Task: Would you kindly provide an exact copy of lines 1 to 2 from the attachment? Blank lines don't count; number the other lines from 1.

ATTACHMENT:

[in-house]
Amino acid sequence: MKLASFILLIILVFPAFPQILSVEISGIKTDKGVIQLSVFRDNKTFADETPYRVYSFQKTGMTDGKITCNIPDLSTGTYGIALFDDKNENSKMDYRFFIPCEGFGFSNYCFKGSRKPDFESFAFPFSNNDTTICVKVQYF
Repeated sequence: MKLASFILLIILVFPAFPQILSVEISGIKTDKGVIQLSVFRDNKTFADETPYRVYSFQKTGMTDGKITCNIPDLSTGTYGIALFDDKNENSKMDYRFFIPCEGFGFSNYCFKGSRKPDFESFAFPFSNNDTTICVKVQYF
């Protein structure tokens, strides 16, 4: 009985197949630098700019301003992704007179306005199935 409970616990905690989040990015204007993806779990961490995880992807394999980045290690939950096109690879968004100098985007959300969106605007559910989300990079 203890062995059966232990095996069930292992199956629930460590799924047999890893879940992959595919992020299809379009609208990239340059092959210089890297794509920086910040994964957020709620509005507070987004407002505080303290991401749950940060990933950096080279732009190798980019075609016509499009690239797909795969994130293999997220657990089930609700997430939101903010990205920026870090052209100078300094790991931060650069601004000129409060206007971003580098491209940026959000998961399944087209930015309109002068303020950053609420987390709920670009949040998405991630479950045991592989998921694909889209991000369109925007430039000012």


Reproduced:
[in-house]
Amino acid sequence: MKLASFILLIILVFPAFPQILSVEISGIKTDKGVIQLSVFRDNKTFADETPYRVYSFQKTGMTDGKITCNIPDLSTGTYGIALFDDKNENSKMDYRFFIPCEGFGFSNYCFKGSRKPDFESFAFPFSNNDTTICVKVQYF